Lord Peel is a crossbench peer and has been Lord Chamberlain of the Royal Household since 2006, meaning he organises all Court functions. He is also a great-great grandson of former Conservative prime minister Sir Robert Peel.
Educated at Ampleforth College near the family seat of Eelmire House, Ripon, North Yorkshire, he later studied at the University of Tours in France and the Royal Agricultural College, Cirencester.
A committed conservationist, Lord Peel has held office in numerous societies, such as a member of the Prince’s Council (part of the Duchy of Cornwall) from 1993 to 2006, Lord Warden of the Stannaries from 1994 to 2006 and a member of the Nature Conservancy Council, with English Nature, from 1991 to 1996.
He is President of the Game Conservancy Trust and was President of the Yorkshire Wildlife Trust from 1989 to 1996. He was also on the Yorkshire Dales National Park Committee for six years and became a Deputy Lieutenant of North Yorkshire in 1998. He holds shares in, among other enterprises, Moonpig.com Plc.
Lord Peel first sat in the House of Lords by hereditary right in 1969 and was elected to remain in the House as one of 92 hereditary peers 30 years later. He sat on the EU Sub-Committee for Agriculture, Fisheries and Environment between 2003 and 2006. In June of the latter year it was announced he would succeed Lord Luce as Lord Chamberlain.
On 11 October 2006, he kissed hands with The Queen upon his appointment and was invested as a Knight Grand Cross of the Royal Victorian Order (GCVO), becoming Chancellor of the Order. On 14 November 2006, he was sworn in as a Member of the Privy Council.
Lord Peel married Veronica Naomi Livingston Timpson on 28 March 1973. They had two children, Ashton Robert Gerard Peel, Viscount Clanfield and Lady Iona Joy Julia Peel. The marriage was dissolved in 1987. He married, secondly, The Honourable Charlotte Clementine Soames, daughter of Lord Soames and his wife Mary Churchill, daughter of Sir Winston Churchill, on 15 April 1989. They have one daughter, Lady Antonia Mary Catherine Peel.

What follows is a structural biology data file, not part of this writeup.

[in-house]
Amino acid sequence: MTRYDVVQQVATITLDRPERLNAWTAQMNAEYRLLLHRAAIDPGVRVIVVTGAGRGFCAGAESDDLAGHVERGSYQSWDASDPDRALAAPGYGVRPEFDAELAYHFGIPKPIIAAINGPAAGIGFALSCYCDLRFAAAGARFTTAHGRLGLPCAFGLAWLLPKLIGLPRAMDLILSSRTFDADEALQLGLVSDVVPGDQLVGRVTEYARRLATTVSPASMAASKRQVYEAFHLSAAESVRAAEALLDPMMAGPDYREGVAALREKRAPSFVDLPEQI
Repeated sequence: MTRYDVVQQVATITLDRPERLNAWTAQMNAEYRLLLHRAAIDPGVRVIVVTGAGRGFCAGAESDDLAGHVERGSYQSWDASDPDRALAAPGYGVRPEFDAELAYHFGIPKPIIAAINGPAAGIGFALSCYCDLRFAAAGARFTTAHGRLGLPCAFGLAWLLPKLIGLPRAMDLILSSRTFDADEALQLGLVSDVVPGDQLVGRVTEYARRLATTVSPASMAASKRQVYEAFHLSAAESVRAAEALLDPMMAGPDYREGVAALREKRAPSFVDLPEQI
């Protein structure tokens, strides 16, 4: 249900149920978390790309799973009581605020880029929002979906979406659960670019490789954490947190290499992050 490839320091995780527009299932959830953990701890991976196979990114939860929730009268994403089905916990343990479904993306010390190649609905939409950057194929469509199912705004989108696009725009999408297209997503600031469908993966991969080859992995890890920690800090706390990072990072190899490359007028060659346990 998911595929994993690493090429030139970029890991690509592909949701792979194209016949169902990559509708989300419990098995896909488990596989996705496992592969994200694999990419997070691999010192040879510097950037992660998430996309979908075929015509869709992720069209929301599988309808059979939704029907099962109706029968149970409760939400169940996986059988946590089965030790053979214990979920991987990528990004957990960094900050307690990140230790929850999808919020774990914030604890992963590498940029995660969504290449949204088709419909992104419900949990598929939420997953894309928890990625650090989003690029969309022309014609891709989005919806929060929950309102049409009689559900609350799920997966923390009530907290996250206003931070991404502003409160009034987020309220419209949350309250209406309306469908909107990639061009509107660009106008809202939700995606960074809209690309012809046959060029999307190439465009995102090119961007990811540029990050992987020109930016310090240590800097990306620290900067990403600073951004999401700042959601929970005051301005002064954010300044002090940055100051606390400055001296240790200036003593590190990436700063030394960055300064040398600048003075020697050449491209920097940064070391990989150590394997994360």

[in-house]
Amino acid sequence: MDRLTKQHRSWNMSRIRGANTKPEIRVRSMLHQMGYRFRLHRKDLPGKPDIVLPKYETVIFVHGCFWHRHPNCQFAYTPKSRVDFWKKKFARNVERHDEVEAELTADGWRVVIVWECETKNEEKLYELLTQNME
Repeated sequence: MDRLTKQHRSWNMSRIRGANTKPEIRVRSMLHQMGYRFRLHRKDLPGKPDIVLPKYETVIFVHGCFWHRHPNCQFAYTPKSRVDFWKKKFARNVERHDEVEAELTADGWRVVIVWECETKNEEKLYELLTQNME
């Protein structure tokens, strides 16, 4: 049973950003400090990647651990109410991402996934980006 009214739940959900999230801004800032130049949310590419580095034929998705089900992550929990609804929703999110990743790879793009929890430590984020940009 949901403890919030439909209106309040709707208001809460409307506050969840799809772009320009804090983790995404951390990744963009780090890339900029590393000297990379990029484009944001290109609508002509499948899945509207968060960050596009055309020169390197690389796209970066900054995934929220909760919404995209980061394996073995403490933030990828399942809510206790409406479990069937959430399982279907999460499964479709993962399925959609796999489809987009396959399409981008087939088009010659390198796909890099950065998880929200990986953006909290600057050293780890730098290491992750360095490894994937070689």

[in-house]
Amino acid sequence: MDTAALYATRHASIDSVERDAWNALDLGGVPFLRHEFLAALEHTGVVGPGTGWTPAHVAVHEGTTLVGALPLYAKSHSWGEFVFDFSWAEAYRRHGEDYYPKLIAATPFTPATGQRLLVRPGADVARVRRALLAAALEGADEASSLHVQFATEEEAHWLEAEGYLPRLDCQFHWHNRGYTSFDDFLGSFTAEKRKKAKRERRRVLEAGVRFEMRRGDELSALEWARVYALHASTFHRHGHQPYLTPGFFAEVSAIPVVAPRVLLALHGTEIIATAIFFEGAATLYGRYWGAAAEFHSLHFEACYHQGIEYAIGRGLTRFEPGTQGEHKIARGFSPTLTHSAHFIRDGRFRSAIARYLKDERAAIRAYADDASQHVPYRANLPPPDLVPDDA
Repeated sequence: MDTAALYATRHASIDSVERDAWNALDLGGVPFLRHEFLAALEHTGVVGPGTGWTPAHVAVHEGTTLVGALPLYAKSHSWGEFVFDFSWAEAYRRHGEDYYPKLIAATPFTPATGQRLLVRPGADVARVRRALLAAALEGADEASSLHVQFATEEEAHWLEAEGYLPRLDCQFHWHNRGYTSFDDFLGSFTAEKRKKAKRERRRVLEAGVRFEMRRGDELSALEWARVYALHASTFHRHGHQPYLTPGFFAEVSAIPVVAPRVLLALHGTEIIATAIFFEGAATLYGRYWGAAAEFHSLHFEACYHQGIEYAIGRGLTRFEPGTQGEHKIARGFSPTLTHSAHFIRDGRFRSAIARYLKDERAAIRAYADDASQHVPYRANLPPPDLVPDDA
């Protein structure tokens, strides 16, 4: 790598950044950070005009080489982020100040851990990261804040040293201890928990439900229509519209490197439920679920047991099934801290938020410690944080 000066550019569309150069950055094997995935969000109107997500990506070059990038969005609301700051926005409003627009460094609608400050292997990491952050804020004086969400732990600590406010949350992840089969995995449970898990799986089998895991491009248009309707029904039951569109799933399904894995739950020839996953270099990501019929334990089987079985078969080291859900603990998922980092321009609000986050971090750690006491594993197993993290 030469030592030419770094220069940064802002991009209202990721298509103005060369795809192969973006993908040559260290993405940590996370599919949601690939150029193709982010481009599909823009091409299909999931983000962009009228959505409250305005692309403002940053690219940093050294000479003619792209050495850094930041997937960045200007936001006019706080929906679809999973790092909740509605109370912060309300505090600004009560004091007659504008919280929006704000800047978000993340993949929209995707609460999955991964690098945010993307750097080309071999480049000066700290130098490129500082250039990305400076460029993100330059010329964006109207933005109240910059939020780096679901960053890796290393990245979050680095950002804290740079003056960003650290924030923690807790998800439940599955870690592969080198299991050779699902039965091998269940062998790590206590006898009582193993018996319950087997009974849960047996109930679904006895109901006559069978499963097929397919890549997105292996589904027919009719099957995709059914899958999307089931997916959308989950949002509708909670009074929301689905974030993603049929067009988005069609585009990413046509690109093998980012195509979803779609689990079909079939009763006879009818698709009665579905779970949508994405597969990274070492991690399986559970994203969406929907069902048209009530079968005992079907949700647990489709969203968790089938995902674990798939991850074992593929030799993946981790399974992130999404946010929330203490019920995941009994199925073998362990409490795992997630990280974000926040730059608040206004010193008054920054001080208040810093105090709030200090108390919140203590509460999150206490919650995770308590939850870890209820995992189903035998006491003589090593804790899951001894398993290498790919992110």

The Peels, originally baronets, were raised to peerage in 1895 with the ascension of Arthur Wellesley Peel, 1st Viscount Peel. Viscount Peel was born in 1829 as the youngest son of Sir Robert and sat in the House of Commons as a Liberal from 1865, serving as Speaker from 1884. In 1885, although technically impartial, he left the Liberals to join Chamberlain’s Liberal Unionists over the issue of Irish Home Rule.
Viscount Peel died in 1912, the year the Liberal Unionists merged with the Conservatives to form the Conservative & Unionist party, and was succeeded by his eldest son William Wellesley Peel. The 2nd Viscount was a practicing barrister, having been called to the bar at the Inner Temple in 1893, before taking the position of special correspondent for the Daily Telegraph during the Greco-Turkish War of 1897.
He was elected as Liberal Unionist MP for Manchester South at a by-election in 1900. At the 1906 general election, he stood unsuccessfully at Harrow, returning to the Commons as Conservative MP for Taunton at a by-election in 1909.
After serving briefly in the First World War, he became Under-Secretary of State for War and a member of the Privy Council in 1919. Two years later he became Chancellor of the Duchy of Lancaster and Minister for Transport, entering the Cabinet in 1922 as Secretary of State for India under David Lloyd George’s coalition.
After a brief spell in Opposition, Lord Peel served under Stanley Baldwin’s Conservative administration until it was dissolved following the 1929 election. He was raised to the 1st Earl Peel in 1930 and, when a Conservative-dominated National Government was formed in 1931, he became Lord Privy Seal – only to leave the government two months later.
In 1932 he was appointed chairman of the Wheat Commission, and in 1934 chaired the Royal Commission on the Common Law. In 1936-37 he was the chairman of the Peel Commission, which presented for the first time, the British Mandate of Palestine as the solution of partition for the Jewish-Arab conflict in Palestine.
He died in 1937 and was succeeded by his son, Arthur, 2nd Earl Peel. In 1948 the 2nd Earl was appointed Lord-Lieutenant of Lancashire, a post he held until 1951.